If we want to verbally communicate with computers, they're going to have to learn to recognize sarcasm. A team of programmers say they've done just that, with their Semi-Supervised Algorithm for Sarcasm Identification (SASI).
After scanning 66,000 Amazon.com product reviews, which as you're probably aware are rife with sarcasm, they found 80 sentences containing patterns that enabled their software to understand sarcasm with 77% accuracy. Not bad, but it's going to take a lot more than rote learning of a few common sarcastic phrases for computers to master the art of sarcasm.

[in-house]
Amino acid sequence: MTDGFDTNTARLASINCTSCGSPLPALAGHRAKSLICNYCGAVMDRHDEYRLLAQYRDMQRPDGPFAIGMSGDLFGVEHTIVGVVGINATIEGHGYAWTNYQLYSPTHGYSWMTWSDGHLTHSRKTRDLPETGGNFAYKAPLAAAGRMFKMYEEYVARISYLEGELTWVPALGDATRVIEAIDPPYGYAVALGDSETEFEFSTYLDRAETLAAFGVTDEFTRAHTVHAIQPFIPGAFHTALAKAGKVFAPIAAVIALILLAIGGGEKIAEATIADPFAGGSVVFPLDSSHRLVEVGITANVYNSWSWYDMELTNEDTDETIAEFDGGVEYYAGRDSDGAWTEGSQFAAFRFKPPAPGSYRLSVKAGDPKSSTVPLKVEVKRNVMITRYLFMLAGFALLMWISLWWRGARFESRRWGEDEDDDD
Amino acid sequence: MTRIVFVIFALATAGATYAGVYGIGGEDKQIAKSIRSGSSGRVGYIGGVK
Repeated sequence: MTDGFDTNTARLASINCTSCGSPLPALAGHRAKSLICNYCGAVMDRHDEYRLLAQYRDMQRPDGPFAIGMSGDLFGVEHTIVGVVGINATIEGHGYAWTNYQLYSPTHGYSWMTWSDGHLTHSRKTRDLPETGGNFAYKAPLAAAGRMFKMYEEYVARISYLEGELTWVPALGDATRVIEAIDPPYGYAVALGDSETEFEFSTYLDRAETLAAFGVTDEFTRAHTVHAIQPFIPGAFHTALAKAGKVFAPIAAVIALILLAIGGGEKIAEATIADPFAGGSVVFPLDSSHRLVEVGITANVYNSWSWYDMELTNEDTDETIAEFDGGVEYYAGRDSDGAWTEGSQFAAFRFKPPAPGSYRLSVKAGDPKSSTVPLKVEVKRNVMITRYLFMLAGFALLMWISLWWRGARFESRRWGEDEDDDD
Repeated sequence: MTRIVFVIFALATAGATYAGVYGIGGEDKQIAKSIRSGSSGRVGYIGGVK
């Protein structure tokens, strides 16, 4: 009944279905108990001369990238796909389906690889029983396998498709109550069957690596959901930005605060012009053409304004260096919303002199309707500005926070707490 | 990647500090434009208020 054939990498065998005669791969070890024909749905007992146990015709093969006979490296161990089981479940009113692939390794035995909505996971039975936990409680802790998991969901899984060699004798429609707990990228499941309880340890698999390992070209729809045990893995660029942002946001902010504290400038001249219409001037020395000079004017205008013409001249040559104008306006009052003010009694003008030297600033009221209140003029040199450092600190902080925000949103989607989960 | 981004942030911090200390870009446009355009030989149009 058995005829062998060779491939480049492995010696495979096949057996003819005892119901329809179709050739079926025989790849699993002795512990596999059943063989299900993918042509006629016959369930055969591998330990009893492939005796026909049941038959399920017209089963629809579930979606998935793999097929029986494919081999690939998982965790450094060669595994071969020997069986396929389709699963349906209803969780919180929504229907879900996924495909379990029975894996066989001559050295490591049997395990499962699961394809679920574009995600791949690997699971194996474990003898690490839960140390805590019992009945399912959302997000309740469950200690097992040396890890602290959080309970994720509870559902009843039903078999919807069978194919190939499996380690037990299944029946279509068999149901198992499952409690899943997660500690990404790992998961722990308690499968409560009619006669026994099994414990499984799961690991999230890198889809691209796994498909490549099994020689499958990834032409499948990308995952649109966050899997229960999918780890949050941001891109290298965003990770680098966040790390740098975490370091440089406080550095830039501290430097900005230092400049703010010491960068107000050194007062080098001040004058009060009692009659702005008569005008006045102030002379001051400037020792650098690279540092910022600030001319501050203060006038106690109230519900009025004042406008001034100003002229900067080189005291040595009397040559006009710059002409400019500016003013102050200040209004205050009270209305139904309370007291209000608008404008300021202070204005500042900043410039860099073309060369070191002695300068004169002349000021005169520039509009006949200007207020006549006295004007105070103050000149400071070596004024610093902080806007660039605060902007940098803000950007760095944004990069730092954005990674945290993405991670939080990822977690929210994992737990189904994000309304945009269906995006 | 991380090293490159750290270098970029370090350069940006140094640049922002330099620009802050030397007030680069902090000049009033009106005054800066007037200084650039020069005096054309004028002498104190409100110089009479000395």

Even so, this is a great start. Accurate speech recognition is enormously difficult, and sarcasm is sometimes almost impossible to interpret. Reminds us of the professor who pointed out numerous instances of double negatives, and then declared there was no such thing as a double positive in the English language. Muttered someone in the back row, "Yeah, right."